Joshua Harris Rethinks “I Kissed Dating Goodbye”

Joshua Harris at Covenant Life Church on Jan. 27, 2015, in Gaithersburg, Maryland. (Katherine Frey/The Washington Post via Getty Images)
Joshua Harris at Covenant Life Church on Jan. 27, 2015, in Gaithersburg, Maryland. (Katherine Frey/The Washington Post via Getty Images)

The author of a best-selling abstinence manifesto is reconsidering the lessons he taught to millions.

I Kissed Dating Goodbye opens with an unforgettable scene. A bride is walking down the aisle toward her beloved on their wedding day. Stained glass, string quartet: Everything is perfect. As the couple begins to say their vows, a woman in the congregation stands up and walks toward the front of the church, silently taking the groom’s hand. Then another joins them, and another, and another, forming an ominous chain at the altar.

“Who are these girls?” the bride asks her groom, tears welling in her eyes.

“They’re girls from my past,” he answers. “They don’t mean anything to me now, but I’ve given part of my heart to each of them.”

Then the bride wakes up.

The reader would have had no trouble interpreting this nightmare: When you have sex before marriage, the mistake sticks to you forever. I Kissed Dating Goodbye, written by Joshua Harris and first published in 1997, argued that traditional dating was “a training ground for divorce” because it puts people in the habit of quitting relationships when things get tough. Aimed at teens and twentysomethings, the book discouraged teen relationships and proposed that courtship, in which a couple moves purposefully toward marriage with their parents’ blessing and involvement, was a superior model to dating. And it argued that any kind of physical intimacy before marriage was a violation of the sacredness of married sexuality, and could lead to lifelong regret.

Published at the height of the 1990s purity movement, which emphasized the spiritual, physical, and psychological importance of abstinence before marriage, I Kissed Dating Goodbye became a phenomenon in conservative Christian circles. It inspired both praise—from the likes of purity matriarch Elisabeth Elliot and Focus on the Family—and book-length rebuttals. Harris was already a popular speaker at conferences for Christian home-schoolers and had started his own magazine, but the book’s influence quickly outpaced its modest built-in audience—it has sold more than 1.2 million copies to date.

I Kissed Dating Goodbye made abstinence seem both romantic and noble. You weren’t just not having sex, you were adopting “a revolutionary pattern of living” that would make you both a better Christian and, someday, a better spouse. It was even better not to even kiss before you got to the altar, Harris suggested, and beware of “emotional hookups,” too. He shared scary and supposedly true stories like Ben and Lisa’s: Christians who dated seriously, had sex, eventually broke up, and years later still “expressed emotional trauma and guilt.”

Harris was 21 years old when he wrote I Kissed Dating Goodbye. He was a virgin who had been home-schooled his whole life—an unusual profile for the author of a book proposing “a new attitude toward romance and relationships,” as the subtitle put it. He married at 23 and later served as the pastor of an evangelical megachurch in Maryland for more than a decade. Over the years he wrote more books about dating and marriage, including Not Even a Hint: Guarding Your Heart Against Lust and Boy Meets Girl: Say Hello to Courtship. Nineteen years after I Kissed Dating Goodbye, he is the father of three kids—two of them teenagers—and he is pursuing formal education for the first time in his life. And these days, he’s having very mixed feelings about the book that turned him into a Christian celebrity.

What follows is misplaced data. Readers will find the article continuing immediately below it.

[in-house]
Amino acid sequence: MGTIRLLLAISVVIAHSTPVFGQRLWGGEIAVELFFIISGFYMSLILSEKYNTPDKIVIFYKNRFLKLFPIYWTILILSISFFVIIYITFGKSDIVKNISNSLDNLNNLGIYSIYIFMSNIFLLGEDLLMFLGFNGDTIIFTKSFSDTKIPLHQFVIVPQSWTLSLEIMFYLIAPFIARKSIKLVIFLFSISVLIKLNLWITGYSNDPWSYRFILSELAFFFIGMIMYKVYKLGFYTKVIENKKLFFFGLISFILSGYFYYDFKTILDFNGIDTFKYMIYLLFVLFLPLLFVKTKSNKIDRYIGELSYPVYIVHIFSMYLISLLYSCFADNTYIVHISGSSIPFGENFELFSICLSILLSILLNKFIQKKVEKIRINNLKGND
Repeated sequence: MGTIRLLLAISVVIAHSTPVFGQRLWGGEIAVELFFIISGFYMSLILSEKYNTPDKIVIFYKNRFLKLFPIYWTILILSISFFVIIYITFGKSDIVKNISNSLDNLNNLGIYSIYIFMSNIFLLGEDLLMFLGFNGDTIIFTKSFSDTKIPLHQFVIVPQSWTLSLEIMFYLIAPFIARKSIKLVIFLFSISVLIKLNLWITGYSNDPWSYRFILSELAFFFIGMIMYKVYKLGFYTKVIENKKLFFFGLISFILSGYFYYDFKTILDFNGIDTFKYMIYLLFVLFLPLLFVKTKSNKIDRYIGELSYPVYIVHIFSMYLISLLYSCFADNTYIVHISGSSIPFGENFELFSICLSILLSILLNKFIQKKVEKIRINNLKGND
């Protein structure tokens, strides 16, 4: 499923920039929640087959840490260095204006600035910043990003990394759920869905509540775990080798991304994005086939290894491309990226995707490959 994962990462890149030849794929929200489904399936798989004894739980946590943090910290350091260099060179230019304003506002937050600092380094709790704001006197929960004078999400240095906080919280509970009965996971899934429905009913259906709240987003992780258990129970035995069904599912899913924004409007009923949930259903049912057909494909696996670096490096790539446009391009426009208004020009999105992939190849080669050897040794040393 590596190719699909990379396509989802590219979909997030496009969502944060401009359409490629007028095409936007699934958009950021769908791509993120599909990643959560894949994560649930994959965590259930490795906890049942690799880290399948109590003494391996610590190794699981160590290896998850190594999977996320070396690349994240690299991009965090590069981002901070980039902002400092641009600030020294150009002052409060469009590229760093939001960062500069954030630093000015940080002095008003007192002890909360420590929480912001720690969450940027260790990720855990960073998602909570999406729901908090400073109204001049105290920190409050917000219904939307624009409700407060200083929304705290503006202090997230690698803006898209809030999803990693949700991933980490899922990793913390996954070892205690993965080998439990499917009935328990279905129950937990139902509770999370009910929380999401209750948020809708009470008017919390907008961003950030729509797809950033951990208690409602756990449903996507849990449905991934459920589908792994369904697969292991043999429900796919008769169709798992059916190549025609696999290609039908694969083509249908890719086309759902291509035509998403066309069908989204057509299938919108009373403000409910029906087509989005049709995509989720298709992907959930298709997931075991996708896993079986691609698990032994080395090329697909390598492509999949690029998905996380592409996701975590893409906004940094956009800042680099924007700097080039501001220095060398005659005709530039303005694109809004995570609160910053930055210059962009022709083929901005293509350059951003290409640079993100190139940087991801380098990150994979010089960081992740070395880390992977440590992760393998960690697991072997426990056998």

“Part of the reason this has been so hard for me is that I have so much of my identity tied up in these books. It’s what I’m known for,” Harris told me recently from Vancouver, British Columbia, where he moved his family last year to enroll in a graduate program at evangelical Regent College. “It’s like, well, crap, is the biggest thing I’ve done in my life this really huge mistake?”

Harris’ conversation with me was part of an ongoing not-quite-apology tour in which he is grappling earnestly with the legacy ofI Kissed Dating Goodbye. Last month he gave an interview to NPR in which he said he is re-evaluating the book’s impact, and he has been responding to critics on Twitter and having phone conversations with some of them, too. A few months ago, he started soliciting messages on his website from readers about how the books affected them. So far he has received more than 300 submissions, ranging from reflective to raw. In the fall, he hopes to embark on an independent study in which he’ll read about the religious culture that informed him as a young man. “I want to do more than just say, ‘Oh, I should have said a few things differently,’ ” he said. “I just need to listen to where people are before I come out with my own thoughts. … I don’t have all the answers yet.”

I Kissed Dating Goodbye wasn’t just a book people read; it was a book they obeyed. It prompted some people to marry the first person they dated, even if they were unhappy together; to view the opposite sex with fear and suspicion; or to be afraid of starting any relationships at all. Others have struggled with viewing sexual abuse as evidence they were tainted. As one recent response on Harris’ site put it, “I feel the only man I deserve is one who is broken like me.”

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SOURCE: Slate
Ruth Graham

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